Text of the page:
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Re: [PATCH] Catch under/overflow cases in cvtnum() and cvttime().

To: Arkadiusz MiÅkiewicz <arekm@xxxxxxxx>
Subject: Re: [PATCH] Catch under/overflow cases in cvtnum() and cvttime().
From: Eric Sandeen <sandeen@xxxxxxxxxxx>
Date: Sat, 12 Jul 2014 08:43:05 -0500
Cc: xfs@xxxxxxxxxxx
Delivered-to: xfs@xxxxxxxxxxx
In-reply-to: <53C13A34.6020602@xxxxxxxxxxx>
References: <1405107244-14234-1-git-send-email-arekm@xxxxxxxx> <53C06FF3.2090600@xxxxxxxxxxx> <201407120813.27317.arekm@xxxxxxxx> <53C13A34.6020602@xxxxxxxxxxx>
On 7/12/14, 8:37 AM, Eric Sandeen wrote:
> On 7/12/14, 1:13 AM, Arkadiusz MiÅkiewicz wrote:
>> On Saturday 12 of July 2014, Eric Sandeen wrote:
>>> On 7/11/14, 2:34 PM, Arkadiusz MiÅkiewicz wrote:
>>>> cvtnum() and cvttime() silently ignore overflows. This leads to error
>>>> conditions not being catched. Example:
>>>> $ xfs_quota -x -c 'limit -u bsoft=987654321098765432199 \
>>>>         bhard=987654321098765432199 999' /
>>>> $
>>>> Fixed version:
>>>> $ xfs_quota -x -c 'limit -u bsoft=987654321098765432199 \
>>>>         bhard=987654321098765432199 999' /
>>>> xfs_quota: Error: could not parse size 987654321098765432199.
>>>> xfs_quota: unrecognised argument bsoft=987654321098765432199
>>> So, strtol(3) suggests setting errno to 0 before the call:
>>>        Since  strtol()  can  legitimately  return  0,  LONG_MAX,  or 
>>> LONG_MIN (LLONG_MAX or LLONG_MIN for strtoll()) on both success and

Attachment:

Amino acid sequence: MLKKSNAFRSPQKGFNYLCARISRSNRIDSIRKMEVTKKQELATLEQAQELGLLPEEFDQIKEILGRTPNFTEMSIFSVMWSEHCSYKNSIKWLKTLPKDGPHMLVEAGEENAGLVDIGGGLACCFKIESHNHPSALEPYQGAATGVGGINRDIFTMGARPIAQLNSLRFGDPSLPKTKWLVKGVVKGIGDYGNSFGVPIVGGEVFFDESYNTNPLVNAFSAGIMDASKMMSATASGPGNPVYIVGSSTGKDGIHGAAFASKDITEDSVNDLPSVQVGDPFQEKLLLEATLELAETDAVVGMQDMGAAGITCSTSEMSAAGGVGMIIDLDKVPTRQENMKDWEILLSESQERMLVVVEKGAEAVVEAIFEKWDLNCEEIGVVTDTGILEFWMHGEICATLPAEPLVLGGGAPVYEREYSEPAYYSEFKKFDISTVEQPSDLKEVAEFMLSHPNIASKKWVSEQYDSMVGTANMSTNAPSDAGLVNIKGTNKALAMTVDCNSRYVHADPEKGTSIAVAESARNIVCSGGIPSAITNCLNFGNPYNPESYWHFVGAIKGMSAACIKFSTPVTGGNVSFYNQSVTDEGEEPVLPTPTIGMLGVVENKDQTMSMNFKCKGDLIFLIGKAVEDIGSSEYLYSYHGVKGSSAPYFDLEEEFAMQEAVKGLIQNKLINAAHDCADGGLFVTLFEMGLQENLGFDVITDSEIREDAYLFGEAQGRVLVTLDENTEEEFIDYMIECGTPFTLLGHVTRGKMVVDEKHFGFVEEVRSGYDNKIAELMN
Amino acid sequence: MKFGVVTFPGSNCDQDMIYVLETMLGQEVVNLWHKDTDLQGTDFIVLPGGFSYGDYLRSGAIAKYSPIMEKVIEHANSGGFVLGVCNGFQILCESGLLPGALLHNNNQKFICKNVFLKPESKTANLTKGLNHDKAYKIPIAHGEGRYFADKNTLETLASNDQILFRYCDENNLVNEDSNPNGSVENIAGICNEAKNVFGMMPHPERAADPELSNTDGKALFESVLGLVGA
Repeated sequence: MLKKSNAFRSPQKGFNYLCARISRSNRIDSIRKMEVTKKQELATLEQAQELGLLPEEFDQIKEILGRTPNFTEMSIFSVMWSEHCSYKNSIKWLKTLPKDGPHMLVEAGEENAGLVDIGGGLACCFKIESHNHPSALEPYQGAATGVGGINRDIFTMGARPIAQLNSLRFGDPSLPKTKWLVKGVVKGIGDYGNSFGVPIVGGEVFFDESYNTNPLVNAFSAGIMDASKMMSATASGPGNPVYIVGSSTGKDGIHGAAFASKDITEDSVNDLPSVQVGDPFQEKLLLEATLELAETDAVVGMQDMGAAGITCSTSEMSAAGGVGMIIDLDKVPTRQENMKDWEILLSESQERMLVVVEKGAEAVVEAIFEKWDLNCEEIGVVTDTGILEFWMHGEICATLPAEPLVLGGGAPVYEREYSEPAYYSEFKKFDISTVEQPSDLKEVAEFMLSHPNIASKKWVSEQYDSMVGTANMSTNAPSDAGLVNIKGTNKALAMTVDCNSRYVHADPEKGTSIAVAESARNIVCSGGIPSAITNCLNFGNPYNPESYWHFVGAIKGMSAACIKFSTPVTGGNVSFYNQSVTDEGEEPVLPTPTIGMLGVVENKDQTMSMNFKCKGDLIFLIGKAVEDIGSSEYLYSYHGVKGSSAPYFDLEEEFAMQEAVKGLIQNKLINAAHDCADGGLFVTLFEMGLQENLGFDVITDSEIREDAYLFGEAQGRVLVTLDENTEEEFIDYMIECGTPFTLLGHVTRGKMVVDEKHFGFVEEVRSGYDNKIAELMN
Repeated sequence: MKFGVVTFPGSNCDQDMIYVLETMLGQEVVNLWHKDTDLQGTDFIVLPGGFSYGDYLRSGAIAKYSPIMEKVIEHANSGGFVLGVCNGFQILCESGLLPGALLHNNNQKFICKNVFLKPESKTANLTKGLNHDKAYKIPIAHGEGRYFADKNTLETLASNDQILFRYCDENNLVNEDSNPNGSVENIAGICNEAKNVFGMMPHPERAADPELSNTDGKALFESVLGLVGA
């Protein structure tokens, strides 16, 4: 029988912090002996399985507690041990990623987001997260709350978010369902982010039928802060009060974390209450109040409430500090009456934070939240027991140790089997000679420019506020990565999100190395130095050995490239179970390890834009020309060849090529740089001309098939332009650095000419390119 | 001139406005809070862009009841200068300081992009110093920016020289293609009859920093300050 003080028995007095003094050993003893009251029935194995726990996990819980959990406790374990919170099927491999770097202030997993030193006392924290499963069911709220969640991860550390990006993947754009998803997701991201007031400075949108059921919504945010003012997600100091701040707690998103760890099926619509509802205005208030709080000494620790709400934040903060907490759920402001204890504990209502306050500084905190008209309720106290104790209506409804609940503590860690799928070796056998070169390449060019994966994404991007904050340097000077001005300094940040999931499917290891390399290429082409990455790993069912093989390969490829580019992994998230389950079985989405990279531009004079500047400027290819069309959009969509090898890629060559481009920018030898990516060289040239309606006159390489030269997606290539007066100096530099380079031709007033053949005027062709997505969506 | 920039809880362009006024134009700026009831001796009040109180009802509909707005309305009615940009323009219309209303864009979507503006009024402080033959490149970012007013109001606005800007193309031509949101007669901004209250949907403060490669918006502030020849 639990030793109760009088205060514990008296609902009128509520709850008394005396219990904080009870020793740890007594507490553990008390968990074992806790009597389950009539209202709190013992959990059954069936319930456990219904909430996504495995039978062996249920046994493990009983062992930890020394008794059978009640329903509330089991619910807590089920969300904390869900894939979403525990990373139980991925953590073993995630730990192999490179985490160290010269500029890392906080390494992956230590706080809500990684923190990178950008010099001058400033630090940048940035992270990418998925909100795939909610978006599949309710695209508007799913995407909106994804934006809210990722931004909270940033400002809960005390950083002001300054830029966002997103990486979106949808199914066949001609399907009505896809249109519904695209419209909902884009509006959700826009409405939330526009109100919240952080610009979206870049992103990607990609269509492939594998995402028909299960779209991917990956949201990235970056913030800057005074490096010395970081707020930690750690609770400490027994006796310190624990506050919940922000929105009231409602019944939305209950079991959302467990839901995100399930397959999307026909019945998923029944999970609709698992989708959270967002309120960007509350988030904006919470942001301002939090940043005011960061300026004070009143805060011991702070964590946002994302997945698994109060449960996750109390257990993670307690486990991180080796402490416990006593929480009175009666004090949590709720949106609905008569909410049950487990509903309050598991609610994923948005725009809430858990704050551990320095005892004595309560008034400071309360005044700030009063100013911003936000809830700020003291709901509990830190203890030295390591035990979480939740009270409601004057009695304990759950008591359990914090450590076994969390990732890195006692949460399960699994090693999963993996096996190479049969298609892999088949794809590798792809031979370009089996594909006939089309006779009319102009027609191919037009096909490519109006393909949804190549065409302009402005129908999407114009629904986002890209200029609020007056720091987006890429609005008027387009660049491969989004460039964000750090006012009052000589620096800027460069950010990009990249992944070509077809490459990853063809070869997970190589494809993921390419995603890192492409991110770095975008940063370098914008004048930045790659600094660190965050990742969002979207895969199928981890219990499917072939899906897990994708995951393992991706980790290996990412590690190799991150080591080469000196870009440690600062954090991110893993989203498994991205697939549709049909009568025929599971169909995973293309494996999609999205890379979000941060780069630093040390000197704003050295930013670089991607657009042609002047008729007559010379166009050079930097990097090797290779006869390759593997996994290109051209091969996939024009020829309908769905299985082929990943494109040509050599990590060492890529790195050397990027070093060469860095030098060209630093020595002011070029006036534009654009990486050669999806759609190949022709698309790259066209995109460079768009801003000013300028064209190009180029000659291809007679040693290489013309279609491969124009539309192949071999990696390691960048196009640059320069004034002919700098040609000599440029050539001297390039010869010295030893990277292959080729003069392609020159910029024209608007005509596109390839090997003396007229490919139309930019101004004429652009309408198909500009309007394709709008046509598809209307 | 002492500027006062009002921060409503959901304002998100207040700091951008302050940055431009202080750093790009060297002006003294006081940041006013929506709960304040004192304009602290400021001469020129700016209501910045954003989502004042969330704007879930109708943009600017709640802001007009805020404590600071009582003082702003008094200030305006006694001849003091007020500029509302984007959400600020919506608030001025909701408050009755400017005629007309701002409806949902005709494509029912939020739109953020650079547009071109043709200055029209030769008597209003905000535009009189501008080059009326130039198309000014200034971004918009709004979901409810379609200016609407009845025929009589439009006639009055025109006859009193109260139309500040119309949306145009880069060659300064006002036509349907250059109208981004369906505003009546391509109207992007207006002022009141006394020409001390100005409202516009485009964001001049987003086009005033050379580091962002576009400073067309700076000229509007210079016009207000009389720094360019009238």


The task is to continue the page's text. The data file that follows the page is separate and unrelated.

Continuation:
>>> failure, the calling  program should set errno to 0 before the call, and
>>> then deter- mine if an error occurred by checking  whether  errno  has  a 
>>> non-zero value after the call.
>>> Ditto for strtoul().
>> Hm, my man pages 3.70 don't have such notes, strtol(3):
>>        In locales other than the "C" locale, also other strings may be 
>> accepted.  (For example, the thousands separator of the current locale may 
>> be 
>> supported.)
>>        BSD also has
>>            quad_t
>>            strtoq(const char *nptr, char **endptr, int base);
>>        with completely analogous definition.  Depending on the wordsize of 
>> the 
>> current architecture, this may be equivalent to strtoll() or to strtol().
>>> I guess that is just to ensure that there's not a leftover errno
>>> when we make the call?  Worth doing, maybe?
>> ERANGE is checked in few other places already in input.c and none initialize 
>> errno before strtoul() call.
> http://c-faq.com/misc/errno.html suggests it too:
>> It's only necessary to detect errors with errno when a function does
>> not have a unique, unambiguous, out-of-band error return (i.e.
>> because all of its possible return values are valid; one example is
>> atoi). In these cases (and in these cases only; check the
>> documentation to be sure whether a function allows this), you can
>> detect errors by setting errno to 0, calling the function, then
>> testing errno.
> I wonder why it was removed from the man page

Actually it seems to still be there:

fiddly detail but probably worth doing...


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